The true nature of CC is still doubtful. Furthermore, the mechanism of the exclusive occurrence in front of the short process and handle of the malleus is not well understood. Embryologically, the malleus and incus form the most proximal (caudal) part of Meckel's cartilage and the malleus remain attached to Meckel's during development, forming a direct connection between mandible and middle ear. The caudal part undergoes endochondrial ossification and forms the malleus and incus.[5] Meckel's cartilage breaks down by the 8th month of gestation.[6] The transformation process to a ligamentous fate such as sphenomandibular and anterior malleolar ligaments start close to the malleus and then toward the dentary.[6]

These lesions presented as a single, white, hard, round, horn- or club-shaped mass with a smooth surface, and the size was 1–2 mm in diameter. Most of the lesions were asymptomatic. No progressive enlargement of tumor was observed in nonoperated case. Its neoplastic nature is unreported.

When the lesion occurs at the typical site (i.e., the medial portion of the anterior wall of the bony EAC just in front of the short process of the malleus), the differential diagnosis of exostosis and keratoma should be included in the study. Diffuse exostoses are broad-based hyperostotic lesions, usually bilateral and symmetric, and found in patients with a history of frequent participation in aquatic activity.

Removal of the asymptomatic CC is not always necessary like other asymptomatic benign mass in EAC [7] since it is essential features appear to be normal. The frequent cause of extirpation would be a repetitive external otitis or conductive hearing loss by crust or attaching to the short process of malleus.[1] If removal of CC is needed, simple excision offers a solution. They could be easily removed with a Rosen needle or pick. All the lesions were located between the squamous epithelium and periosteum of the bony auditory canal. The lesions were in contact with the periosteum but did not arise from the periosteum without definite erosion of the periosteum of the bony EAC.


  Conclusion Top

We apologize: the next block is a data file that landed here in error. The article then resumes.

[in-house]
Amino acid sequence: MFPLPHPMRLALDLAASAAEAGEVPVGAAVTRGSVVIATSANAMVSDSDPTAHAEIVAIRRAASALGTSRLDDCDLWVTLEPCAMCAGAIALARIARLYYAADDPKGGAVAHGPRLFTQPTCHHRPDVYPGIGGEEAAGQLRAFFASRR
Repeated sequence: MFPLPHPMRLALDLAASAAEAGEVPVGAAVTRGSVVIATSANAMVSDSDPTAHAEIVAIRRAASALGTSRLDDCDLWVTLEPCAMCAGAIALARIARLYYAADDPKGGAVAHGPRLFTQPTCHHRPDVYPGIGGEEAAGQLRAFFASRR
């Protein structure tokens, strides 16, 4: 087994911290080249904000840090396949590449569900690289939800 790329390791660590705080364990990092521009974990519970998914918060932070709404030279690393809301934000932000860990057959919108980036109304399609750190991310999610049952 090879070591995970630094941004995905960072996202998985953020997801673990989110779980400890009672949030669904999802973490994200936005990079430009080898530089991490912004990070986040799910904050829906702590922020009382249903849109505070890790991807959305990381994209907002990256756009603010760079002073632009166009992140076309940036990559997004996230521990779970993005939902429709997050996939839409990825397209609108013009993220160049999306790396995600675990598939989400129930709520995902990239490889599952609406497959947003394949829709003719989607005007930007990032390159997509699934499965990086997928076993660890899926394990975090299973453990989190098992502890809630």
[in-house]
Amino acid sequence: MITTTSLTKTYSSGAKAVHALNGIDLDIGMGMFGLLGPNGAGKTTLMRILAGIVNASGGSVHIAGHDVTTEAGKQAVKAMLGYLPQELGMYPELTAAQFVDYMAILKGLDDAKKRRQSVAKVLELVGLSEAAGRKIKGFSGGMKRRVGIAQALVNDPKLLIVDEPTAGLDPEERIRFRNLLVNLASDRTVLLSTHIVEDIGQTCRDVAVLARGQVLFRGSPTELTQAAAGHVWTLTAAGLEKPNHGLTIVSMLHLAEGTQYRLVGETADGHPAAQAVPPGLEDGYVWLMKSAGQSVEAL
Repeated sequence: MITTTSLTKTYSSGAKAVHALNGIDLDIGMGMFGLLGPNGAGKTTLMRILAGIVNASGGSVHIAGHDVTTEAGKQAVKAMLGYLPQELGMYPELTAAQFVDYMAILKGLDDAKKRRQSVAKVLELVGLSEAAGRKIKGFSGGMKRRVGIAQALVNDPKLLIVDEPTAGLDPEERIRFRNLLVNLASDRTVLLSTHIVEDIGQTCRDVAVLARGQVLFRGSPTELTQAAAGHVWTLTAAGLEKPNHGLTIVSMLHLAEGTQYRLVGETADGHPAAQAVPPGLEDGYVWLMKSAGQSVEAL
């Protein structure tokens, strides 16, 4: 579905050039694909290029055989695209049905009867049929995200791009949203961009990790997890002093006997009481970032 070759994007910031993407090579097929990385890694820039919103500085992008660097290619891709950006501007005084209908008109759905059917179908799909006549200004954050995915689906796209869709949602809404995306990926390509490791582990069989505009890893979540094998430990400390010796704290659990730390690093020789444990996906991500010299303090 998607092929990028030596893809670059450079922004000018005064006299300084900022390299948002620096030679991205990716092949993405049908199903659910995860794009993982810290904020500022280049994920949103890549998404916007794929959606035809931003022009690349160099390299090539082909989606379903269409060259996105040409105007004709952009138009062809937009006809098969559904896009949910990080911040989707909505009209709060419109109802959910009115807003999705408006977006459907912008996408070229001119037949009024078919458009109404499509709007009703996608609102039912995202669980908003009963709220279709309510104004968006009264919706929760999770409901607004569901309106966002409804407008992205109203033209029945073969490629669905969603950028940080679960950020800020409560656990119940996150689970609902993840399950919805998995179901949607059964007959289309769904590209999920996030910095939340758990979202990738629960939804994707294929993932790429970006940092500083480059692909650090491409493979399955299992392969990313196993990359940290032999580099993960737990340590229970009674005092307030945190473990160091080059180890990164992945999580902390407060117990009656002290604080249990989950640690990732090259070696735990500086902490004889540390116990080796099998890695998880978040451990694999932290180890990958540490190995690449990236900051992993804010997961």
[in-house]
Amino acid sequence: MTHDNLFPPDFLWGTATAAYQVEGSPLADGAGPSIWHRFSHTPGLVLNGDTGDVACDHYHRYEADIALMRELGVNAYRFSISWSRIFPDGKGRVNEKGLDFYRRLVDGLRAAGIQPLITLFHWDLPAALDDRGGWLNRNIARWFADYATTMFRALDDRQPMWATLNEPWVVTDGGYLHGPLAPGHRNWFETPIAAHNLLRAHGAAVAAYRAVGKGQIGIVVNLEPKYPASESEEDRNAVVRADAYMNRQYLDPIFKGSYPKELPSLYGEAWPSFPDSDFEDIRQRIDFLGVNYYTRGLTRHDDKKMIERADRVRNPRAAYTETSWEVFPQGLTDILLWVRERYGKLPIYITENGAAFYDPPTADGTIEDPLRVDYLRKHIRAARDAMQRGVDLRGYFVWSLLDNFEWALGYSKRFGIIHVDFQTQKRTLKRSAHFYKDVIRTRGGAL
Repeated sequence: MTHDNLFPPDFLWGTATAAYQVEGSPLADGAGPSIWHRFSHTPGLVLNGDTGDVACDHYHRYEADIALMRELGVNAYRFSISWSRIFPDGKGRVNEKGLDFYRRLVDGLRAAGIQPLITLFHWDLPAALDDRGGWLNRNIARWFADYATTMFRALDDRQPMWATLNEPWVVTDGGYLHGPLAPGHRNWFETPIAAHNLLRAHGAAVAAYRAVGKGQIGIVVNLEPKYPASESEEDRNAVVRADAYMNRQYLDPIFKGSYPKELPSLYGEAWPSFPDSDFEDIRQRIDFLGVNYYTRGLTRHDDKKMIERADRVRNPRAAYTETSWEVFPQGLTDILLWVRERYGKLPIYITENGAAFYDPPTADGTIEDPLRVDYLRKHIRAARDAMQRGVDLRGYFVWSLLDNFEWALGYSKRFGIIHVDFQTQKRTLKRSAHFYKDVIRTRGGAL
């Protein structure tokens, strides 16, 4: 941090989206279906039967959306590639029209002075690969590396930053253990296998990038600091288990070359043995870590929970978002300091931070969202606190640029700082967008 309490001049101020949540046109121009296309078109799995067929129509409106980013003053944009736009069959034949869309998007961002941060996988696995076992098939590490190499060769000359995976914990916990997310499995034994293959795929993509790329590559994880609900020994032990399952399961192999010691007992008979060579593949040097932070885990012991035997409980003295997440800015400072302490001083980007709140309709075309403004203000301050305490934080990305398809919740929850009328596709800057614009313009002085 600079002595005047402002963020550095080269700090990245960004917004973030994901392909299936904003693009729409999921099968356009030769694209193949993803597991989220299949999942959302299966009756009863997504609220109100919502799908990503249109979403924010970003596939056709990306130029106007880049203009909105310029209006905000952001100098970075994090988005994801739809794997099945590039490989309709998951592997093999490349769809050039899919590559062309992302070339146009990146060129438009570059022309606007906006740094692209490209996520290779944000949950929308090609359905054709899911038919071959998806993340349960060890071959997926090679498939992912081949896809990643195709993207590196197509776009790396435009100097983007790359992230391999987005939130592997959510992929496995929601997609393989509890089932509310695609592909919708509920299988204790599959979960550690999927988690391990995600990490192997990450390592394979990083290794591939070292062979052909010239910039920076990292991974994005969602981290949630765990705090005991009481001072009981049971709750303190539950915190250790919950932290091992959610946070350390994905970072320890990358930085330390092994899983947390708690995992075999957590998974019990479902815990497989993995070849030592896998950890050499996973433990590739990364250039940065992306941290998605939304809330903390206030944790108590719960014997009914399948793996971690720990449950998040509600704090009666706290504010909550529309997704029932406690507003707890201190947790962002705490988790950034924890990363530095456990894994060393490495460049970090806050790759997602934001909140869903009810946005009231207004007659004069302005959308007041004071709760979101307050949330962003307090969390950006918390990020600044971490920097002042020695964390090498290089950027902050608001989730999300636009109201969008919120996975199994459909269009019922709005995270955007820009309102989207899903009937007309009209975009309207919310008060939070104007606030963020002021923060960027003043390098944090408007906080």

The presence of a heterotopic cartilaginous mass in the bony external EAC is not as rare as it was once thought to be. The term “CC” rather than “chondroma” nor “harmatoma” may be more appropriate for these lesions. If removal of CC is needed, simple excision can be done.

Financial support and sponsorship

Nil.

Conflicts of interest

There are no conflicts of interest.

 
  References Top

1.
Gyo K, Kawakita S, Kobayashi J, Hakuba N, Matsumoto S. Chondroma of the bony external auditory canal attached to the short process of the malleus. Int J Pediatr Otorhinolaryngol 2004;68:1441-4.  Back to cited text no. 1
    
2.
Tanigawa T, Inafuku S, Nakayama M. Five cases of chondroma involving the external auditory canal. Auris Nasus Larynx 2008;35:559-61.  Back to cited text no. 2
    
3.
West CB Jr., Atkins JS Jr. Choristomas of the intraoral soft tissues. Otolaryngol Head Neck Surg 1988;99:528-30.  Back to cited text no. 3
    
4.
Lee FP. Cartilaginous choristoma of the bony external auditory canal: A study of 36 cases. Otolaryngol Head Neck Surg 2005;133:786-90.  Back to cited text no. 4
    
5.
Anthwal N, Joshi L, Tucker AS. Evolution of the mammalian middle ear and jaw: Adaptations and novel structures. J Anat 2013;222:147-60.  Back to cited text no. 5
    
6.
Cheynet F, Guyot L, Richard O, Layoun W, Gola R. Discomallear and malleomandibular ligaments: Anatomical study and clinical applications. Surg Radiol Anat 2003;25:152-7.  Back to cited text no. 6
    
7.
Fisher EW, McManus TC. Surgery for external auditory canal exostoses and osteomata. J Laryngol Otol 1994;108:106-10.  Back to cited text no. 7
    


    Figures

  [Figure 1], [Figure 2], [Figure 3]